How narrow networks can help contain health care costs

The only way to fund health care for the betterment of the employer and employee is to get creative. Narrow networks are one way to do that.

This approach is gaining popularity, as area hospital systems offer reduced charges when health plans steer members to them. Because the charges are dramatically reduced, the claims that are paid out are dramatically reduced and the premiums are dramatically reduced.

“Typically, companies have to shift more of the premium and risk to the employee by increasing contributions out of their paychecks, raising deductibles, co-payments and out-of-pocket maximums. A narrow network approach that reduces the cost by 25 percent — rather than increasing it by, say, 8 percent — enables a company to offer better insurance. It has better coverage with lower deductions, lower out-of-pocket, lower co-pays and lower premiums,” says Michele Hanzak, senior account manager at Zito Insurance Agency Inc.

Smart Business spoke with Hanzak about the rise of narrow networks.

How are narrow networks different than preferred provider organizations (PPOs)?

Over time, PPO networks started including everybody and the discount arrangements weren’t as deep. The move back to narrow networks comes at a time when health care cost increases are felt by both employers and employees. This means people are more willing to change their patterns of care.

Narrow networks today are also increasingly coupled with population health management, which is integrated into the contracting. The federal government is encouraging health systems to move away from the fee-for-service model, and the more nimble hospitals are taking that out to the commercial population.

Yes, narrow networks limit the number of doctors and hospitals. But a narrow network approach, coupled with population health management, results in more quality time spent between the doctor and patient.

When a company introduces a plan like this, is it normal to face resistance at first?

There’s always pushback initially. That’s why the education process is critical with employees and their family members. If people pay less for better outcomes and have a better relationship with their doctor, the results speak for themselves, even if that means switching doctors.

For example, family health plan coverage might cost $2,000 a month, with $1,000 of that coming out of an employee’s paycheck. A narrow network, which lowers the plan costs by 25 percent, means that employee now pays $750 a month — effectively a $250 a month raise. Plus, the out-of-pocket maximums and claims may be lower.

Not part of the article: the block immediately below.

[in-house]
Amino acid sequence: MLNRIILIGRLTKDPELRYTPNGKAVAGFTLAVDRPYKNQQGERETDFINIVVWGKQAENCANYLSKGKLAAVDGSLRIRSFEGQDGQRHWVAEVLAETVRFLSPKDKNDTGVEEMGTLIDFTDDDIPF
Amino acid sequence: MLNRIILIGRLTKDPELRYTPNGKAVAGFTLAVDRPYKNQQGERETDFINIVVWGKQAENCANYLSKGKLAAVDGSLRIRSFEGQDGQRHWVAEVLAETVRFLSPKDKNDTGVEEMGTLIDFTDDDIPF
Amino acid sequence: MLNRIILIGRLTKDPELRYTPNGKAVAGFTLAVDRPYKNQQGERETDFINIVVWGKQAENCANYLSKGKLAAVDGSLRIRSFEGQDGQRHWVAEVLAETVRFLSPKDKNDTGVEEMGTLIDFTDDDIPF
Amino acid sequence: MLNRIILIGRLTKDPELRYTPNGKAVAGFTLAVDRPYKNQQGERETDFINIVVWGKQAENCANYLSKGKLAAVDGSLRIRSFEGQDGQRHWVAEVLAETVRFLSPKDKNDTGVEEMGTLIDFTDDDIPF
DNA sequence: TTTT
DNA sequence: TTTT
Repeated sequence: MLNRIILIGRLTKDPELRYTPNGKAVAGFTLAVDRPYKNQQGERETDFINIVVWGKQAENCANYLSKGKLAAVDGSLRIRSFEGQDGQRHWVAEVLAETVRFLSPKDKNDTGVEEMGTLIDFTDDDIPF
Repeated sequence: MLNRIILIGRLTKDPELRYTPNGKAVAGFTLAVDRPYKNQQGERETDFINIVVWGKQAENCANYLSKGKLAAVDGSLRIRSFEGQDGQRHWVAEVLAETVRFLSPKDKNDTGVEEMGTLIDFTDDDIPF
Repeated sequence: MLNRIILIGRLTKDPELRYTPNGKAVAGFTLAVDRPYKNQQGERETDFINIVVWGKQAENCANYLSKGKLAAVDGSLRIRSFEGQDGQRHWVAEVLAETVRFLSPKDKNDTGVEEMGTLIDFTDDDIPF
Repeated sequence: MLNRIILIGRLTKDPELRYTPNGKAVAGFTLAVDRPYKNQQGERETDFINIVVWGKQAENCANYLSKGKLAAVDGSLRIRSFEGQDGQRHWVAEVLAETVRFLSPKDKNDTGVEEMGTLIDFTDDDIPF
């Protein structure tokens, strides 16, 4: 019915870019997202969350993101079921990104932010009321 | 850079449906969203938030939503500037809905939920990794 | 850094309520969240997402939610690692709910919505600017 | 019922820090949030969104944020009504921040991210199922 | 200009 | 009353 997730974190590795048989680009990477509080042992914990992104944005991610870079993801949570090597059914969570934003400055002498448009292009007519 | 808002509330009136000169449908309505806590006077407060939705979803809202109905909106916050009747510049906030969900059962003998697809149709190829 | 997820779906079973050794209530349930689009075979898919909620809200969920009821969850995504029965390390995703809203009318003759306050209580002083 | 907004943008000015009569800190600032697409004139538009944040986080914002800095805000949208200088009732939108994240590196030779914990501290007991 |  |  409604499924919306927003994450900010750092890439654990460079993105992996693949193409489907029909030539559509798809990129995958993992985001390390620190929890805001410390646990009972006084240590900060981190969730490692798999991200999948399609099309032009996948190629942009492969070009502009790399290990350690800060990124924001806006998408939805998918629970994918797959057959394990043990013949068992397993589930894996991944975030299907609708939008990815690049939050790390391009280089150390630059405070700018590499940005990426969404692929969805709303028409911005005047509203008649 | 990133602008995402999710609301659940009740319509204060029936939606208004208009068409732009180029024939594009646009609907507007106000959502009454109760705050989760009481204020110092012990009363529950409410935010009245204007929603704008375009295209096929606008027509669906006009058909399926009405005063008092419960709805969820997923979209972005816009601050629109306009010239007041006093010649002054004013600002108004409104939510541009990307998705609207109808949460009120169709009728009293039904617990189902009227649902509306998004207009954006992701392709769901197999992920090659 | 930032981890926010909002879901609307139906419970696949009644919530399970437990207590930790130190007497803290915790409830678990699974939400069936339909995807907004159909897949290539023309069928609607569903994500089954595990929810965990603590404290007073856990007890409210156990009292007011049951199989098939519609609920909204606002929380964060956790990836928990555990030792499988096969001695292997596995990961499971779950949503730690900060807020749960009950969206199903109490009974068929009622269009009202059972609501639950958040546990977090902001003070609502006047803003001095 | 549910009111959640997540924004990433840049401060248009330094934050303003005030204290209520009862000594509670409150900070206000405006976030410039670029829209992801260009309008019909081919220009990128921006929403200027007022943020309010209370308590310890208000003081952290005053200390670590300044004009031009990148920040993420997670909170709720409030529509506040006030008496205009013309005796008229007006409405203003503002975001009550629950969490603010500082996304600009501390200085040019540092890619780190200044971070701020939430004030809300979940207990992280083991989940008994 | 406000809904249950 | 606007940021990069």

What other methods can be employed with narrow networks to contain costs?

Stop-loss carriers, or reinsurance companies, have come down market so their product portfolio can be tailored for smaller employers. This opens up the health care data technology platforms of third-party administrators (TPAs). A dashboard can be created to describe the exact cost and outcome for specific procedures, based on each doctor or health care provider. TPAs also typically have the best narrow network approach and contractual arrangements.

If self-funding seems risky, a level-funded approach adds additional layers of protection. Gathering a bunch of small level-funded employers together and plugging them into a captive arrangement adds even more protection. Usually, with captives, companies pay for four years and generate enough savings and cash flow that the fifth year becomes fully funded already.

Is a nontraditional approach more work?

Not really — there’s more information gathering upfront, but everybody uses data collection tools anyway. The plans do need to be monitored; it’s not something you can plug in after you’ve shopped the market and be done. By tracking patterns, you can see how to educate your employees, which can help save money throughout the plan year.

The most difficult piece, however, is the initial education component. That’s why it’s critical to find the right broker, someone who truly understands this and how it can benefit you. Only then can they help you design something that’s going to work best for you and your health plan population.

Insights Business Insurance is brought to you by Zito Insurance Agency Inc.